A Case of Rapidly Progressive Dementia
Mr. D, a 51-year-old married male, accompanied by his wife and two teenage children, comes to the office of Dr. H, an internist and primary care physician. Mr. D has not seen a physician in over 10 years. Mrs. D describes a 3-month history of “strange behavior” by her husband, including getting up in the middle of the night and going to his office and eating meals at odd hours (eg, insisting it is dinnertime in the morning). He has been forgetful, calls his two children by a variety of different names, and last week was found banging on his neighbor’s door, insisting it was his house. Mr. D was able to perform his job as the manager of a grocery store, but in the past month his ability to write and fill out forms has deteriorated. Mrs. D reports that her husband always took pride in his appearance but now only wears t-shirts and sweatpants.
In the past week, the family has taken turns staying awake to prevent Mr. D from wandering out at night. His 16-year-old daughter and 18-year-old son are very devoted to their father. Mrs. D explains that her husband was always very involved with his children, but recently has acted as though they were strangers. She describes Mr. D staring at people as if he does not see them. The family has noted a few episodes when Mr. D was found looking “glassy eyed” but seemed to respond when they touched him. They tried to get Mr. D to see a physician several weeks ago, but he refused. The family was able to convince him to come after his son pretended to feel sick and needed to visit the doctor. Dr. H finds Mr. D to be alert, well nourished, and well developed. His physical examination is unremarkable; however, his gait appears wide-based, with a stooped posture. Mr. D appears rather perplexed when asked questions. During the evaluation, he displays a period of staring, with a prominent tremor noted in his left hand. After a few minutes, Mr. D appears drowsy and lays down on the examination table.
Dr. H consults a neurologist, who advises sending Mr. D to the hospital for an emergency computed tomography (CT) scan of the brain. Mr. D becomes combative in the emergency room. He is placed in restraints and given several doses of haloperidol 5 mg and lorazepam 2 mg by intramuscular injection. A head CT scan is performed, with the initial results reported as negative. Mr. D undergoes a lumbar puncture. An electrocephalogram (EEG) is performed, with significant abnormal findings. Phenytoin 1000 mg is given intravenously. He remains lethargic and confused, and is admitted to the neurology service for further evaluation of his change in mental status. A sample of spinal fluid is sent to a reference laboratory to test for neuronal proteins. His wife is counseled regarding brain biopsy as a diagnostic procedure. A great deal of tension develops between Mr. D’s son, who tries to take his father for walks, and the hospital staff, who are instructed to keep him in bed. The family appears overwhelmed and asks if Mr. D can be discharged home.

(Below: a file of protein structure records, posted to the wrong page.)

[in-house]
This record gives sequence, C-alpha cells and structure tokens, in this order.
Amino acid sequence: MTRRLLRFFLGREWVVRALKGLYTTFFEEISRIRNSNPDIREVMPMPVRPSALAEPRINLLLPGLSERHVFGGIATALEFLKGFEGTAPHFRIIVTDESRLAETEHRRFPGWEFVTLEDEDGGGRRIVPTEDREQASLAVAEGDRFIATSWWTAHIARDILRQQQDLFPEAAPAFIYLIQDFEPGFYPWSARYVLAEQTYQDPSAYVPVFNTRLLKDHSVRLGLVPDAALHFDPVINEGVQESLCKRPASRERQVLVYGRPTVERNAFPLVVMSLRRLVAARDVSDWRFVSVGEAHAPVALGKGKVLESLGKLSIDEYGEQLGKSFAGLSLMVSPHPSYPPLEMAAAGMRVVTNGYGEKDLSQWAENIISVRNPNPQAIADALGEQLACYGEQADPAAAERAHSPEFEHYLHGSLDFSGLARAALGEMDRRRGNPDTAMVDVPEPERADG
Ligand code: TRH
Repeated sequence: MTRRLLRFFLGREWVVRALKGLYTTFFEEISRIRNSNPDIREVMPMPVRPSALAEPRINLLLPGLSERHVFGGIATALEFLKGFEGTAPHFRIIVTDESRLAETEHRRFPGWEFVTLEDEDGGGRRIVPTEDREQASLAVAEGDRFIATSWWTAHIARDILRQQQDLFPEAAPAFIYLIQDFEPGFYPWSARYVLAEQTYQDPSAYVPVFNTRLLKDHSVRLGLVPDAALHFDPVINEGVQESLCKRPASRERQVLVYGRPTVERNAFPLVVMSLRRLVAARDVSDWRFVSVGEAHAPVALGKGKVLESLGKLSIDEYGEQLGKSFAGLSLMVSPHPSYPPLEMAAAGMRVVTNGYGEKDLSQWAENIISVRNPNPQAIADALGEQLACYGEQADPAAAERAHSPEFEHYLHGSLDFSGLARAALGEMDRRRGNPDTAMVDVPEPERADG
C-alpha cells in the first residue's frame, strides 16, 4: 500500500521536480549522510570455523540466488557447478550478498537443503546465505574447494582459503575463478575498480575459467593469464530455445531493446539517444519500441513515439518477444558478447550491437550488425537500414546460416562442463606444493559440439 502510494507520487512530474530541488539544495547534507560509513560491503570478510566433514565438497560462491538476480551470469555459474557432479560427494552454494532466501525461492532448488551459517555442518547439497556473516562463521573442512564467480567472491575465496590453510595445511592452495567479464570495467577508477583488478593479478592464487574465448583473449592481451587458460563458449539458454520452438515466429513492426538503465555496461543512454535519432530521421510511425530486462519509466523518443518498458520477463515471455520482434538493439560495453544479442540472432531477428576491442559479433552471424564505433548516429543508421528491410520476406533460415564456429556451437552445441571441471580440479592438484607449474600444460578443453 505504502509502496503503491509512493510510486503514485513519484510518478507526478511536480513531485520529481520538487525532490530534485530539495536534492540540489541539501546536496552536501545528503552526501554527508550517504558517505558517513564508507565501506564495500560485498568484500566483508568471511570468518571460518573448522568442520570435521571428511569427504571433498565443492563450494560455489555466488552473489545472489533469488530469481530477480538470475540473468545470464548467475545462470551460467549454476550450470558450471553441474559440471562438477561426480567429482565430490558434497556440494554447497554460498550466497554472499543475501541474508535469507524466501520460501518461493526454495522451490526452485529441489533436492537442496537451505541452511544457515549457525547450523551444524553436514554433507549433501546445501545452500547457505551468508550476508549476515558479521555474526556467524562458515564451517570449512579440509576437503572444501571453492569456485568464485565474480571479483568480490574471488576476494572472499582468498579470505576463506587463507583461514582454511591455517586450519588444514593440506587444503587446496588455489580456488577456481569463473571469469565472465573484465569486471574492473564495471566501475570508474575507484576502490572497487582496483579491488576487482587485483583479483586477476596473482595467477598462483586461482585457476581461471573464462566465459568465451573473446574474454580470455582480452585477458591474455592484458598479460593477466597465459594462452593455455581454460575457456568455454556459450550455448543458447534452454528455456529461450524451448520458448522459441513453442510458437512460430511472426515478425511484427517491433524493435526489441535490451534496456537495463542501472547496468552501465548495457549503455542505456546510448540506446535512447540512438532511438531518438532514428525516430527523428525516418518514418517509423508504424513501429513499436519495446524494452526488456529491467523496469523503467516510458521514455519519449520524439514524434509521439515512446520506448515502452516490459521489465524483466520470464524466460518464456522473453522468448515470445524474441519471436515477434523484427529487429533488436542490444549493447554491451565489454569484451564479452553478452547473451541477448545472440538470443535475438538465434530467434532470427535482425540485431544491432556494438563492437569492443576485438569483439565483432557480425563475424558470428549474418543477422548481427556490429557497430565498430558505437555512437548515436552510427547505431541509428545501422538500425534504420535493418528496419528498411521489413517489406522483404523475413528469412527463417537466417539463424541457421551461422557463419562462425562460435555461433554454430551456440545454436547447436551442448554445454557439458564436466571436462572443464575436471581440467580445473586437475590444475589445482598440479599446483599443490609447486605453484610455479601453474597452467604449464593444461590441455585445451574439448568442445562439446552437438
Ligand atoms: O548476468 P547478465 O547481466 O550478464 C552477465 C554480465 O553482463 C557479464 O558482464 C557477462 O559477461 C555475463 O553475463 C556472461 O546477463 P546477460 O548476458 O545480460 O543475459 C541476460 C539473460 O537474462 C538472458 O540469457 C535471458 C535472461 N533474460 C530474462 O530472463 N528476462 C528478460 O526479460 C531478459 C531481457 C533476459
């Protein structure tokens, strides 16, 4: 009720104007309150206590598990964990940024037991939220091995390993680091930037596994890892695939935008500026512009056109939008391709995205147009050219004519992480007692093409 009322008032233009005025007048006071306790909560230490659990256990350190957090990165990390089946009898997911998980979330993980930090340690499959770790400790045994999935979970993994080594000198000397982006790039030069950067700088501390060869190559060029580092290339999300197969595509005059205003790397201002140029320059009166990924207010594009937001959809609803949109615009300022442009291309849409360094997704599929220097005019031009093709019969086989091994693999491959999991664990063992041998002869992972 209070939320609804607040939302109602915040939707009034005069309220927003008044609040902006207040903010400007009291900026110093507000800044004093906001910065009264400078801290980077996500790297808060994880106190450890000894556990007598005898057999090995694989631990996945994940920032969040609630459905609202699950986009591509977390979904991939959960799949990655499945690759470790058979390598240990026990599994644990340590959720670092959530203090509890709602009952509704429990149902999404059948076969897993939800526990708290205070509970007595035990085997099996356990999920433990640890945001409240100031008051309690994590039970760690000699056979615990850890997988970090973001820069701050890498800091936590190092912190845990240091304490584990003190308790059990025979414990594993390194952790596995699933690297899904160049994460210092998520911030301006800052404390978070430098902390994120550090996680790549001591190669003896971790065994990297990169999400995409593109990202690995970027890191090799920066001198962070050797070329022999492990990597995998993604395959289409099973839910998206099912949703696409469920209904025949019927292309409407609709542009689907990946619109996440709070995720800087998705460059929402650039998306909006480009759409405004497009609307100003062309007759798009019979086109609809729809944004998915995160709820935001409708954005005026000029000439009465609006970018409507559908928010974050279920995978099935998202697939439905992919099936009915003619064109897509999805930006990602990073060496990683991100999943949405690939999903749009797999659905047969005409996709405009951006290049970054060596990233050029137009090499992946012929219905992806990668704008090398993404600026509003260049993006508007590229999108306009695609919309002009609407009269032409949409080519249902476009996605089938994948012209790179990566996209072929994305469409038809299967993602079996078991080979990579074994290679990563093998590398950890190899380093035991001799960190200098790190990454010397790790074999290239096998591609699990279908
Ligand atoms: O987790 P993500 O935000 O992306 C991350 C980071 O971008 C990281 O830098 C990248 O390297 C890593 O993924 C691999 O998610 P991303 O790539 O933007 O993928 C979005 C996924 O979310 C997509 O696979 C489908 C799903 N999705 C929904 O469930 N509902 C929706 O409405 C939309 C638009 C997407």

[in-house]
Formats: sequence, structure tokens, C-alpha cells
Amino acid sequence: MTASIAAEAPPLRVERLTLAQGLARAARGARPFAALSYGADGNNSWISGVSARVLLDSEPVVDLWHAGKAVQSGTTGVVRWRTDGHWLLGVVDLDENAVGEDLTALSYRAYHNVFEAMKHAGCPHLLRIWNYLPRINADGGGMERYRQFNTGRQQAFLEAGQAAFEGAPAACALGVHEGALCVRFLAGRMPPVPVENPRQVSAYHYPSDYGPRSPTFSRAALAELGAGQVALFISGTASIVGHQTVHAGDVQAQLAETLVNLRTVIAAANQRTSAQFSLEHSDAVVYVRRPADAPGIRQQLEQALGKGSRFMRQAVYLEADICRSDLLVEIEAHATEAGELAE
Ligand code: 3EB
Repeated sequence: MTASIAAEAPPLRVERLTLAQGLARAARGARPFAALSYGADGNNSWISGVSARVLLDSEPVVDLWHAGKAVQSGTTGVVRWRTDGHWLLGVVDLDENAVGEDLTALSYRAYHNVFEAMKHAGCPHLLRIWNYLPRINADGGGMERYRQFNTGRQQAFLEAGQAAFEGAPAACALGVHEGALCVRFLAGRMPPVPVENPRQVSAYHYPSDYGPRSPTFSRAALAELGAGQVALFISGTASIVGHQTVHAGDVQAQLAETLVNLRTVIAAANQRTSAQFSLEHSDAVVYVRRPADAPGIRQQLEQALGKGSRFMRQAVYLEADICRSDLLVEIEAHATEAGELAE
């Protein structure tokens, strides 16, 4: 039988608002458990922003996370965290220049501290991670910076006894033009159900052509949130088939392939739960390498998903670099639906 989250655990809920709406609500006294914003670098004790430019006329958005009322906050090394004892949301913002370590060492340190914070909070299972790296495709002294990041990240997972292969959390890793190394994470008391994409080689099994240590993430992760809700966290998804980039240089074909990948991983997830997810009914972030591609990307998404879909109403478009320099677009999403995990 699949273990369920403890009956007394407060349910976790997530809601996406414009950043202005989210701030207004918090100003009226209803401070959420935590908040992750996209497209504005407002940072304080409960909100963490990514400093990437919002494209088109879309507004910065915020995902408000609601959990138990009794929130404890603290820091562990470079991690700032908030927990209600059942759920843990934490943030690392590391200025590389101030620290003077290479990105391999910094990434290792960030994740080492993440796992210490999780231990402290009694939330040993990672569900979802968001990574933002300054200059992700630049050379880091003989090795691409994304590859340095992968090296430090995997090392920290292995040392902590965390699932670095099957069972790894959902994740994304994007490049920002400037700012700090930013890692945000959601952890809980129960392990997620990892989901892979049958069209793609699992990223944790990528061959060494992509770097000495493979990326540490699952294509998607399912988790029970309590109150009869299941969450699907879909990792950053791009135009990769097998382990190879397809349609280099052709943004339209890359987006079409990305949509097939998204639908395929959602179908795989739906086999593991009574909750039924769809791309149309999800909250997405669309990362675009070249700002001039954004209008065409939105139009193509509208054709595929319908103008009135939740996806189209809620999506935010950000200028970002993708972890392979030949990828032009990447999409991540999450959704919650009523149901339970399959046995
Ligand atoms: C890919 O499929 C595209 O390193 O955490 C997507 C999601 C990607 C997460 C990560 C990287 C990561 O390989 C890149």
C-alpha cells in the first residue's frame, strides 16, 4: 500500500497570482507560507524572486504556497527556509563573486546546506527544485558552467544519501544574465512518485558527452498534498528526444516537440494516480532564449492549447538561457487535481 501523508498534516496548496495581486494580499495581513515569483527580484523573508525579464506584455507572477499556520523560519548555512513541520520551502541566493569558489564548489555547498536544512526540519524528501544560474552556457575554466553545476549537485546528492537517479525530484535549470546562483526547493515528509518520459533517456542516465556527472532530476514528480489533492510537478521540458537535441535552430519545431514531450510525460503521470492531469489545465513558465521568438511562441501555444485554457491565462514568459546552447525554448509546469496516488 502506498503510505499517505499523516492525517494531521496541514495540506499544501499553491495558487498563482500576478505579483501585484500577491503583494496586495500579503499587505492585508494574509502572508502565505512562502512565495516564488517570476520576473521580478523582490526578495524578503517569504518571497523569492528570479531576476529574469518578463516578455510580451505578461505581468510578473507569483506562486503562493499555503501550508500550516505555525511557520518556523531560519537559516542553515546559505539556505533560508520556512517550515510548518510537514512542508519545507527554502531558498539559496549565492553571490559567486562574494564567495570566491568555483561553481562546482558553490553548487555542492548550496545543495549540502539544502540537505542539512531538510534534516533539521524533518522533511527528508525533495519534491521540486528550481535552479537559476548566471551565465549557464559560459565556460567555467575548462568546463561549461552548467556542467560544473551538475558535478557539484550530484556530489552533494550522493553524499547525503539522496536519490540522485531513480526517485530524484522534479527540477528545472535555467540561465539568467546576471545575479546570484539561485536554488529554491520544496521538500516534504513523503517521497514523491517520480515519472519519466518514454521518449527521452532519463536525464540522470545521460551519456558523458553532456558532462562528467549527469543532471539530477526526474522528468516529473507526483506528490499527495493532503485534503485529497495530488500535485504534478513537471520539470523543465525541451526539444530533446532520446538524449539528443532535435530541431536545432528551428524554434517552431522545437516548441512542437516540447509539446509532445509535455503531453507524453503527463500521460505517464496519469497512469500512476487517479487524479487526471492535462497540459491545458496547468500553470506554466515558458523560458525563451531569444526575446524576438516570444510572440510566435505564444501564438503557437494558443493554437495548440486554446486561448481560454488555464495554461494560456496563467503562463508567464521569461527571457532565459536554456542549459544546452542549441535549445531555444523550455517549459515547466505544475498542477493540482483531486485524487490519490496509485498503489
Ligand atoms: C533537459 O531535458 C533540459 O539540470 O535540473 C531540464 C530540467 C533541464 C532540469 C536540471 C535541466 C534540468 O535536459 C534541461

Creutzfeldt-Jakob disease (CJD) is the most common form of a group of rapidly progressive dementias caused by proteins known as prions. The disease was first described in Austria in 1920 and 1921 by the two physicians for whom the disease is now named. They identified the characteristic clinical features of the disease, including dementia, myoclonus, and seizures, with death occurring within 6 months of onset.1 Prions aggregate in the central nervous system (CNS) tissues, producing fibrillary particles in the brain tissue that result in characteristic spongiform changes associated with neuronal death. Prions have also been found in the membranes of platelets and white blood cells, leading to the search for a blood test for CJD.1,2
Creutzfeldt-Jakob disease typically presents with memory loss, difficulties with speech and language, disorientation, and confusion.2 Motor symptoms may be variable in onset, with disturbances of gait and balance that progress to lack of muscle coordination, poor balance, and ataxia, and tremor that progresses to myoclonus. Vision impairment due to cortical degeneration develops in a subgroup of patients. Lack of recognition, apraxia, and disinhibition due to frontal lobe degeneration occur as the disease progresses. Seizures are common, and EEG abnormalities are present in more than half of those affected.1,2 Psychiatric symptoms, including insomnia, anxiety, depression, and psychosis, often occur, sometimes prior to onset of the dementia.3 Creutzfeldt-Jakob disease is one of the potentially transmissible spongiform encephalopathies (TSEs) associated with rapidly progressive and typically early-onset dementia (Table).1,2,4
The onset of CJD is usually between the ages of 40 and 60 years, with males affected as frequently as females.1,2 The evaluation of any early-onset or rapidly progressive dementia must include a thorough history, medication review, and physical examination. In addition, a lumbar puncture, an EEG, and a magnetic resonance imaging (MRI) scan of the brain are recommended. The spinal fluid should be evaluated for the presence of the neuronal protein 14-3-3 and tau, both of which are common in CJD but not conclusively diagnostic. The presence of protein 13-4-4 and the relative absence of amyloid have been shown to increase the accuracy of the diagnosis of CJD.5 An EEG typically reveals symmetrical spike and wave patterns in the frontal lobes, but occurs in only half of those affected.1,2 Diffusion weighted imaging (DWI) MRI is a relatively new imaging technique that is more sensitive to spongiform changes in the brain, and may identify abnormalities in the frontal lobes, putamen, caudate, and thalamus.6 Other sensitive MRI techniques include fluid-attenuated-inversion-recovery (FLAIR) MRI, and apparent diffusion coefficient (ADC) mapping MRI.